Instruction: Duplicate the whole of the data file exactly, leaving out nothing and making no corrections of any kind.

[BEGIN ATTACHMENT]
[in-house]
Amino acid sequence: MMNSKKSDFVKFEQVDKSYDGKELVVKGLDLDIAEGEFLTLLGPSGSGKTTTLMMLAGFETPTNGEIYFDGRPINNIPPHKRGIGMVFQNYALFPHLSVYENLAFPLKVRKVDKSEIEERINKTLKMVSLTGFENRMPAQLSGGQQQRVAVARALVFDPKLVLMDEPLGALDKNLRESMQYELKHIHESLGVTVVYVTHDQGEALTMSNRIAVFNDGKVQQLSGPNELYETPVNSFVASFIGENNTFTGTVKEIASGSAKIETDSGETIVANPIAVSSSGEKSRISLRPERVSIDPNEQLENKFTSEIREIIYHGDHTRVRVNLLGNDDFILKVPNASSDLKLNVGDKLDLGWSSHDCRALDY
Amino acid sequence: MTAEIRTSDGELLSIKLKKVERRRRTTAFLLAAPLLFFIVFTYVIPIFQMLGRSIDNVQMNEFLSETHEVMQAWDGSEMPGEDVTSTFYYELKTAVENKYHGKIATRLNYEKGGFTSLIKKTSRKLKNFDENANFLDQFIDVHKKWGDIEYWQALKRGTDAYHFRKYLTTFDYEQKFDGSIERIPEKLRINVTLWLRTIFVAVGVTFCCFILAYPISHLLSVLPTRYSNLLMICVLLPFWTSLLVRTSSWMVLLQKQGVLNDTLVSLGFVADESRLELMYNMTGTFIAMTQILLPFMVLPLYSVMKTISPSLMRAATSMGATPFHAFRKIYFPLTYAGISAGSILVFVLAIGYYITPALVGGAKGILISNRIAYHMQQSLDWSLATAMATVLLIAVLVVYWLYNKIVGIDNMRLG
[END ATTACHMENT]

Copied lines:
[in-house]
Amino acid sequence: MMNSKKSDFVKFEQVDKSYDGKELVVKGLDLDIAEGEFLTLLGPSGSGKTTTLMMLAGFETPTNGEIYFDGRPINNIPPHKRGIGMVFQNYALFPHLSVYENLAFPLKVRKVDKSEIEERINKTLKMVSLTGFENRMPAQLSGGQQQRVAVARALVFDPKLVLMDEPLGALDKNLRESMQYELKHIHESLGVTVVYVTHDQGEALTMSNRIAVFNDGKVQQLSGPNELYETPVNSFVASFIGENNTFTGTVKEIASGSAKIETDSGETIVANPIAVSSSGEKSRISLRPERVSIDPNEQLENKFTSEIREIIYHGDHTRVRVNLLGNDDFILKVPNASSDLKLNVGDKLDLGWSSHDCRALDY
Amino acid sequence: MTAEIRTSDGELLSIKLKKVERRRRTTAFLLAAPLLFFIVFTYVIPIFQMLGRSIDNVQMNEFLSETHEVMQAWDGSEMPGEDVTSTFYYELKTAVENKYHGKIATRLNYEKGGFTSLIKKTSRKLKNFDENANFLDQFIDVHKKWGDIEYWQALKRGTDAYHFRKYLTTFDYEQKFDGSIERIPEKLRINVTLWLRTIFVAVGVTFCCFILAYPISHLLSVLPTRYSNLLMICVLLPFWTSLLVRTSSWMVLLQKQGVLNDTLVSLGFVADESRLELMYNMTGTFIAMTQILLPFMVLPLYSVMKTISPSLMRAATSMGATPFHAFRKIYFPLTYAGISAGSILVFVLAIGYYITPALVGGAKGILISNRIAYHMQQSLDWSLATAMATVLLIAVLVVYWLYNKIVGIDNMRLG